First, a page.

P&G's Vocalpoint - Using Moms for W.O.M.


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Case Details:

Case Code : MKTG136
Case Length : 19 Pages
Period : 2001-2006
Organization : Procter & Gamble Company
Pub Date : 2006
Teaching Note : Available
Countries : USA
Industry : FMCG

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This case study was compiled from published sources, and is intended to be used as a basis for class discussion. It is not intended to illustrate either effective or ineffective handling of a management situation. Nor is it a primary information source.
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"P&G started this idea of manufacturing word-of-mouth. They recruited a quarter million teens to talk about their products. Now they are in the process of recruiting mothers to do the same thing because they have suddenly realized that word-of-mouth is a powerful thing." 1

- Jerry Wind, Professor of Marketing, The Wharton School, University of Pennsylvania, in June 2005.

"The program is a state-of-the-art method for reaching the most influential group of shoppers in America: moms. At a time when companies need to find creative ways to get their message across to consumers, it's likely to be widely studied. But Vocalpoint also raises a serious ethical issue: Should the person spreading the product message disclose her affiliation." 2

- BusinessWeek, in May 2006.

The Power Buzz Moms

On December 6, 2005, Procter & Gamble Company (P&G), a leading manufacturer and marketer of consumer products, announced that it would enroll influential moms to be a part of an exclusive group of women. The group was named Vocalpoint and the moms were expected to provide their opinions and feedback on P&G's latest products, the products of other external clients like WD-40 Co.3 (WD-40), Animal Planet,4 etc., and other new product concepts. The members of Vocalpoint were also encouraged to share their opinions regarding these new products with their family and friends.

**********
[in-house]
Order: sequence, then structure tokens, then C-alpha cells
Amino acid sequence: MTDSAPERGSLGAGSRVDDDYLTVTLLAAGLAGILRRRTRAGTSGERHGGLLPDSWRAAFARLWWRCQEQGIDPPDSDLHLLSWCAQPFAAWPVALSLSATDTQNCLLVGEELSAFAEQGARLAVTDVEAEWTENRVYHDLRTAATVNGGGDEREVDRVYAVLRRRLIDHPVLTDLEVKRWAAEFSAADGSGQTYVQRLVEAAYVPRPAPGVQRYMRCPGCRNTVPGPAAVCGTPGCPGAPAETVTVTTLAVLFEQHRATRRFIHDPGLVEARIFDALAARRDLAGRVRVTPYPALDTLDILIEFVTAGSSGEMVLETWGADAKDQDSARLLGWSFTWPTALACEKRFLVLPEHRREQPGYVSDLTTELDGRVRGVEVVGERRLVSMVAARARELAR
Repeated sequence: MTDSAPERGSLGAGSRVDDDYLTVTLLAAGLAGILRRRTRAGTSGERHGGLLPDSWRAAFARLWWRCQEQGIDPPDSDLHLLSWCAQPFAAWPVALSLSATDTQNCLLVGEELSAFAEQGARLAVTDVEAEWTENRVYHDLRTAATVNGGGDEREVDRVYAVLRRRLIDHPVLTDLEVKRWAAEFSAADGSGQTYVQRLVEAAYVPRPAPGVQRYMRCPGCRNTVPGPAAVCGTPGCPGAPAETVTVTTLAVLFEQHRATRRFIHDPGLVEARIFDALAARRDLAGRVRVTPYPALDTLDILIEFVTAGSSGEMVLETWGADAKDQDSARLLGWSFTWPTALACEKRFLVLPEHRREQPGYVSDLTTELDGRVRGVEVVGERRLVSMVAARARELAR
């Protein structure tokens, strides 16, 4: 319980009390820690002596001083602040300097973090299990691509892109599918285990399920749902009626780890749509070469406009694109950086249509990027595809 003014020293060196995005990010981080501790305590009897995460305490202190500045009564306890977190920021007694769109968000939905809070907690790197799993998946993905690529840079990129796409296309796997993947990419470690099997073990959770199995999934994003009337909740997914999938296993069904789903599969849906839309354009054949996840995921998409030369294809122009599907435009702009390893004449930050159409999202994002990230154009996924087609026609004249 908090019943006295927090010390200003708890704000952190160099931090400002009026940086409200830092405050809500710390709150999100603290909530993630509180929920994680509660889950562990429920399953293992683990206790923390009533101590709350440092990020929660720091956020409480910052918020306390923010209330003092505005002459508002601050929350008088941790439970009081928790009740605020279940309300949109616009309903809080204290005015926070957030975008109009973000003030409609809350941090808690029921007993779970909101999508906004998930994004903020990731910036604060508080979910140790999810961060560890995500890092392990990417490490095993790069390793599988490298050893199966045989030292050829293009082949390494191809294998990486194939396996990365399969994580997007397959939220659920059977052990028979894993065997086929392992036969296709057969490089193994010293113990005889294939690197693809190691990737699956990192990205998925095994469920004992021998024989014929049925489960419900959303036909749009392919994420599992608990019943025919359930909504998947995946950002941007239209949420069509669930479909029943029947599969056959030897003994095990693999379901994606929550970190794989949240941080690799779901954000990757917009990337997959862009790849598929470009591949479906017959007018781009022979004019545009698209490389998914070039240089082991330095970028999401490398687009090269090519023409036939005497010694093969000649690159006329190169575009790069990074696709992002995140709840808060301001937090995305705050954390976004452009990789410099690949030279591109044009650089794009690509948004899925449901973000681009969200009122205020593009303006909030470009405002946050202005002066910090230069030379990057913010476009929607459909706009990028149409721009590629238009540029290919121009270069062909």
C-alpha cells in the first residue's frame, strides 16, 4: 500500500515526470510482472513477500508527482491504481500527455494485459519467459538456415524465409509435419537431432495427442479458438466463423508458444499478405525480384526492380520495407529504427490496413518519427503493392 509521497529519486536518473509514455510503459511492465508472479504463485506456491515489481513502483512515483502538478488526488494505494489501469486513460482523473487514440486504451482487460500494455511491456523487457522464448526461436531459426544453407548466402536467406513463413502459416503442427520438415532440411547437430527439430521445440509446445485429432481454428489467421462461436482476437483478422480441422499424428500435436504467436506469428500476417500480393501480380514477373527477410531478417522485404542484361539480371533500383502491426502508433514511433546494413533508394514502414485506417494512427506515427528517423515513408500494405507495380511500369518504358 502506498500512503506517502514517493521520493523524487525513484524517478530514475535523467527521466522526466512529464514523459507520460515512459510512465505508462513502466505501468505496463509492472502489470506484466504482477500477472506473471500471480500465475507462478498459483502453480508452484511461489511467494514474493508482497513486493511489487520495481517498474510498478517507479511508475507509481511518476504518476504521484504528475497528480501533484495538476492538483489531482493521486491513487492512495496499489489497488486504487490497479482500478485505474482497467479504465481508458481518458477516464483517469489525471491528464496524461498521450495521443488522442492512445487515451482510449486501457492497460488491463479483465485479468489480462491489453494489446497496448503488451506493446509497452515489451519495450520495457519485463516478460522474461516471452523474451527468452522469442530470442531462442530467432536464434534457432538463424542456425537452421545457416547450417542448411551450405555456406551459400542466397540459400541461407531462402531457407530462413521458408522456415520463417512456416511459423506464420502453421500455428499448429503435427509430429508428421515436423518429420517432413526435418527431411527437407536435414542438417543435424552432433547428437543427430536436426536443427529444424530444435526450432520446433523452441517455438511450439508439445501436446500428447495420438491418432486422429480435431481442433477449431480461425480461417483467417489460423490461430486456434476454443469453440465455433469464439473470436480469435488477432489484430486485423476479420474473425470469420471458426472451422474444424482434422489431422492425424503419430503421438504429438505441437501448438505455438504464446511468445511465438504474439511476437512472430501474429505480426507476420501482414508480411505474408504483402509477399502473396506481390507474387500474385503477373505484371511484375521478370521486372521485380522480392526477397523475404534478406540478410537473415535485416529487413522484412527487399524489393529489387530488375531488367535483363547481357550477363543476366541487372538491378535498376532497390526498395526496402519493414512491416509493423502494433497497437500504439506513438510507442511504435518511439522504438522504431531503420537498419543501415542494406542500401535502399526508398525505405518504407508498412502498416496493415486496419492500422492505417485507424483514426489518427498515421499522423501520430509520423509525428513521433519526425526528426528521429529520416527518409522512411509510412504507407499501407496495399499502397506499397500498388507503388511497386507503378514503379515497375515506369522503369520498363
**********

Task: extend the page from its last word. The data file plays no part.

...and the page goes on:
"Over the years, Procter & Gamble has offered products that help moms run their households efficiently and economically, and we've often heard back from our customers about what they liked, or perhaps didn't like, about a particular product.

At P&G, we find this consumer feedback absolutely invaluable in helping us continuously offer products that best serve the needs of our customers. By developing Vocalpoint, P&G has set up a way for other companies to gain access to these very vocal and influential moms to gain access to their thoughts and feedback as well,"5 said Amy Donges, marketing manager of Vocalpoint.

Though word-of-mouth (WOM) marketing6 is a recognized marketing tool, which has been used for a long time, analysts credit P&G with pioneering this approach on a large scale. As early as 2001, P&G had recruited hundreds of thousands of teenagers to create a buzz about new products through its division Tremor. Subsequently, Tremor Moms were also recruited and in December 2005, large scale recruitment for such influential moms was started under the new name Vocalpoint. By May 2006, P&G had enlisted 225,000 teenagers in Tremor and another 600,000 moms in Vocalpoint.